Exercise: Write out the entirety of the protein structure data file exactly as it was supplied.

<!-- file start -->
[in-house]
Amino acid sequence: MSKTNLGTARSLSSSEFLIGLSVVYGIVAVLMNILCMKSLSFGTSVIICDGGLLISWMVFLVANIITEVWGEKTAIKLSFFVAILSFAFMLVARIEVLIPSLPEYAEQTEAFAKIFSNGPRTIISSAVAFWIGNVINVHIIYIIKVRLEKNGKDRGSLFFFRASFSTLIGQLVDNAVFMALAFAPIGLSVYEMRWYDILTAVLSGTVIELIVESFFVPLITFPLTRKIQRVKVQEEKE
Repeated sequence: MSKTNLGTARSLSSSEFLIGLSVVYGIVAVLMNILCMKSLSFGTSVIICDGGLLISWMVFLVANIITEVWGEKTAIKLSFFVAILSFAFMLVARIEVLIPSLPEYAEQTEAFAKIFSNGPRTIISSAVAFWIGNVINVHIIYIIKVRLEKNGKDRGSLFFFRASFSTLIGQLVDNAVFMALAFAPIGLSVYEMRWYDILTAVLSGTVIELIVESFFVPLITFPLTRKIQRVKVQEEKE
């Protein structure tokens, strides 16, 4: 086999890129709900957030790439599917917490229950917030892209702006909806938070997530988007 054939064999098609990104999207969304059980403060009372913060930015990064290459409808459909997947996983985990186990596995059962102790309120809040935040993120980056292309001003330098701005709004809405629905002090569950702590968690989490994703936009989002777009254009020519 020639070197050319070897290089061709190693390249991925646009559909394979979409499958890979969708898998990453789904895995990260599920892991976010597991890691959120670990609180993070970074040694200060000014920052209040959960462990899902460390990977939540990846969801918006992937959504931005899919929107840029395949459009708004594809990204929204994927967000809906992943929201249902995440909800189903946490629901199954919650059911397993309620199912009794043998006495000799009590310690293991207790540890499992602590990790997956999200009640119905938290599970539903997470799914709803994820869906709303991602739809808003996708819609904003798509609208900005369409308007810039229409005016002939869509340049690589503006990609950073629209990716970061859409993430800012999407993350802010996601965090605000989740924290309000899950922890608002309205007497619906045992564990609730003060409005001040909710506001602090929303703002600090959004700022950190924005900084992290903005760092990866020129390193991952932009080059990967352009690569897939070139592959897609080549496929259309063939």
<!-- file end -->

[in-house]
Amino acid sequence: MSKTNLGTARSLSSSEFLIGLSVVYGIVAVLMNILCMKSLSFGTSVIICDGGLLISWMVFLVANIITEVWGEKTAIKLSFFVAILSFAFMLVARIEVLIPSLPEYAEQTEAFAKIFSNGPRTIISSAVAFWIGNVINVHIIYIIKVRLEKNGKDRGSLFFFRASFSTLIGQLVDNAVFMALAFAPIGLSVYEMRWYDILTAVLSGTVIELIVESFFVPLITFPLTRKIQRVKVQEEKE
Repeated sequence: MSKTNLGTARSLSSSEFLIGLSVVYGIVAVLMNILCMKSLSFGTSVIICDGGLLISWMVFLVANIITEVWGEKTAIKLSFFVAILSFAFMLVARIEVLIPSLPEYAEQTEAFAKIFSNGPRTIISSAVAFWIGNVINVHIIYIIKVRLEKNGKDRGSLFFFRASFSTLIGQLVDNAVFMALAFAPIGLSVYEMRWYDILTAVLSGTVIELIVESFFVPLITFPLTRKIQRVKVQEEKE
């Protein structure tokens, strides 16, 4: 086999890129709900957030790439599917917490229950917030892209702006909806938070997530988007 054939064999098609990104999207969304059980403060009372913060930015990064290459409808459909997947996983985990186990596995059962102790309120809040935040993120980056292309001003330098701005709004809405629905002090569950702590968690989490994703936009989002777009254009020519 020639070197050319070897290089061709190693390249991925646009559909394979979409499958890979969708898998990453789904895995990260599920892991976010597991890691959120670990609180993070970074040694200060000014920052209040959960462990899902460390990977939540990846969801918006992937959504931005899919929107840029395949459009708004594809990204929204994927967000809906992943929201249902995440909800189903946490629901199954919650059911397993309620199912009794043998006495000799009590310690293991207790540890499992602590990790997956999200009640119905938290599970539903997470799914709803994820869906709303991602739809808003996708819609904003798509609208900005369409308007810039229409005016002939869509340049690589503006990609950073629209990716970061859409993430800012999407993350802010996601965090605000989740924290309000899950922890608002309205007497619906045992564990609730003060409005001040909710506001602090929303703002600090959004700022950190924005900084992290903005760092990866020129390193991952932009080059990967352009690569897939070139592959897609080549496929259309063939």